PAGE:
Day one: Wave goodbye at the airport. Go to a movie. Take a nap. Read for several hours.
Day two: Check email repeatedly.
Day three: Follow chaperoning teachers on social media. Scour Instagram and Snapchat posts by strangers.
Day four: Search for sightings on live webcams.
Day five: Pace house. Whine. Search for excuse to call a chaperone.
My 12-y-o is in Costa Rica for nine days without a cell phone. Nine days. Is he eating enough? Does he feel okay physically? Mentally? Are there adults listening to him? Guiding him? Has he bathed or brushed his teeth since leaving home?
Suggesting that my child keep his tech devices at home was easy. He does it whenever he goes on camping trips. Aside from the relief of not worrying about fragile tech getting dropped or wet, not having it removes the compulsion to ‘check’ things on the Internet. Childhood adventures should be active and messy and loud, not staring at a screen. Travel is about immersing yourself in the unfiltered sights and sounds of the world beyond your home.
“I would never trust someone else to watch my child like that.” “We don’t do school trips. We do family vacations.” “I can’t believe you’re letting him go without you.” If my children had to wait until we could afford for one or more of us to accompany them, they would never go anywhere. I want them to go and see and do.
“How will you know what he’s doing?” “Don’t you want him to call you?” “My child needs a cell phone for safety.” I trust my son’s teachers during the school day. I trust his teachers far from home. A cell phone in his pocket won’t make him safer. It makes him distracted.
The only reason to send the cell phone with him would be for him to comfort me.
It would be nice if the teachers would send out a one sentence email every evening or post an unbandaged group pic once a day or use one of the many group messaging apps or do ANYTHING to ease my anxiety. Given a choice between being able to text or call my child when he’s busy having fun and letting him fully disconnect from tech, I’ll accept my new ulcer.
I loved it. That was my feeling walking out of the theater and it remains my feeling after a night of Blade Runner flavored dreams. Blade Runner 2049 is worth the expense of movie tickets and *concessions.
Blade Runner’s greatest strength is sensory nostalgia. It takes the grainy memories of the first movie and explodes them into reality. Every single adolescent conversation about what it means to be human, the value of life and the savage brutality of maintaining those beliefs is played out in a breathtakingly beautiful, monochromatic peacock.
The weakness of Blade Runner is plot. The use of a primary science fiction trope isn’t the problem. That trope exists because it is important and endlessly relevant. The problem is that after 35 years (How did I get old so quickly?), the film is written as a prequel movie. The first movie wasn’t a neat and tiny package with a beginning and end, but it was a complete story. The new Blade Runner feels like closure of the old to setup for the new. If you never saw the original Blade Runner, don’t watch it now. Immerse yourself in the Blade Runner world that they are creating now. If you are a fan of the first movie, you’re going to love the characters, art, music and layers of detail. Blade Runner 2049 is sensual. While it neither validates nor invalidates the questions the original movie wanted audiences asking themselves, it affirms that we still don’t have the answers.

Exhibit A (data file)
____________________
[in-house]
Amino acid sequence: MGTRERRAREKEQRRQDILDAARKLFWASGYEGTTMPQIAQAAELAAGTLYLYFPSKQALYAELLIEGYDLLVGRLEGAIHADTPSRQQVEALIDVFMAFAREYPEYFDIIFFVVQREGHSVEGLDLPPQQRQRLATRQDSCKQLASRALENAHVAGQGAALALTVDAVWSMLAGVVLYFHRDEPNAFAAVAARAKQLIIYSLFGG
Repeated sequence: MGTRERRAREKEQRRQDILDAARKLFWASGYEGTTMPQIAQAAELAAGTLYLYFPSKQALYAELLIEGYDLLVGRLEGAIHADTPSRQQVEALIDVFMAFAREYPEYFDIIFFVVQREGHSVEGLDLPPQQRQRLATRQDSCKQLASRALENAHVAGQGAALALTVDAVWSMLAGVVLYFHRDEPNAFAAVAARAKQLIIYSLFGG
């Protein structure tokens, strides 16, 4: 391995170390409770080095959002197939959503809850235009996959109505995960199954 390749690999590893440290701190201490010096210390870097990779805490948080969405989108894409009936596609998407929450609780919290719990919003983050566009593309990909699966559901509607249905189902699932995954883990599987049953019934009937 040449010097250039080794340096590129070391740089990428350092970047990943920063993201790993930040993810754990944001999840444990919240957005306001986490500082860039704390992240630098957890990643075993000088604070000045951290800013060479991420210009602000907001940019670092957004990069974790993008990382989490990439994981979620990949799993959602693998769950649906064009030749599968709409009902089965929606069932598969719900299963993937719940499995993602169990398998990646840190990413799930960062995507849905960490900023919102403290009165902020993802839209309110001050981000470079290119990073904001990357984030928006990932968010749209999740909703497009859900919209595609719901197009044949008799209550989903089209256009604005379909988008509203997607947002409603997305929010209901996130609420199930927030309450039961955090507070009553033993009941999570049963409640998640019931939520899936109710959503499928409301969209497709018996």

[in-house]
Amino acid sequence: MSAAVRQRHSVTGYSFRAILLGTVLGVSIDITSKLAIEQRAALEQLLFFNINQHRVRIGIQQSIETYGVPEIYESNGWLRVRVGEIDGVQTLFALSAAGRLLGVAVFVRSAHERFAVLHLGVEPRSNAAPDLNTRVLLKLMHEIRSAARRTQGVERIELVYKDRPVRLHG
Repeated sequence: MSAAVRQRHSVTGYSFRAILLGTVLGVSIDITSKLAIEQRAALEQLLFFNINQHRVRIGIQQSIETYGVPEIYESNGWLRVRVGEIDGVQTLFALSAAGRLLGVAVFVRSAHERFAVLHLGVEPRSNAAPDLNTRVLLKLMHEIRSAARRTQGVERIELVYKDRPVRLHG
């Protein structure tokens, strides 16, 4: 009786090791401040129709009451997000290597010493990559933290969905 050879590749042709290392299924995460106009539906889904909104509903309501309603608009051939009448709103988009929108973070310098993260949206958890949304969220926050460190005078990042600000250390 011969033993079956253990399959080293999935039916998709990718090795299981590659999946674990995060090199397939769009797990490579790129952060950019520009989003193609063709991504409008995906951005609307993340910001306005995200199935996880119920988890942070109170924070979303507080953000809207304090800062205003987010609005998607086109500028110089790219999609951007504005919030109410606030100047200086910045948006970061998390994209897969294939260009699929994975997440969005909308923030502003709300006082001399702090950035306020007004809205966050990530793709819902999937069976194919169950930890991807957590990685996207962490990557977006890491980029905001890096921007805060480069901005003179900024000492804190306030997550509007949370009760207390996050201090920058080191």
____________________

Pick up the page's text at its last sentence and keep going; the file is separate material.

*Always visit the concession stand. Movies are so expensive to produce that ticket sales do little to nothing to help finance movie theaters. Concession purchases pay for the luxury of a neighborhood theater staffed by your community members. No matter how big your home television, there are some movies that should be experienced in a theater. Blade Runner 2049 is one of those movies. Don’t lose that option for future movies by filling your pockets with gas station candy bars. See the movie. Buy the concessions.
“Today was the worst day EVER. I was running late to the bus when I tried to use my pockets and figured out my pants were on backwards. I ran back home as fast as I could to fix them, but my shoelaces were a big knot and I couldn’t get them untied. I ran back to the bus stop wearing only one shoe and barely made the bus. When I got on the bus wearing only one shoe, the driver put one eyebrow up and the other one down. He ‘hmmm-ed’ at me. I sat down and a sixth grader asked me if I needed help putting on my shoes. It was terrible!”
No amount of the awfulness that was my Monday could compare relatively to the endless dignity assault of adolescence that all John Hughes fans recognize. Telling him that the soundtrack to his life is going to be stellar won’t make him feel better about it either.
The husband loves to camp. The children love to camp. I hate camping.
I will shop for camping supplies and gather campfire cooking ingredients. I will pack with ziplocs for waterproofing and gather gear for unexpected weather. I will unpack, scrub and launder the day that campers return.
I don’t camp.
I don’t need camping lovers to explain why they love the things that I dislike about camping. I do expect them to respect that my feelings about camping are different from theirs.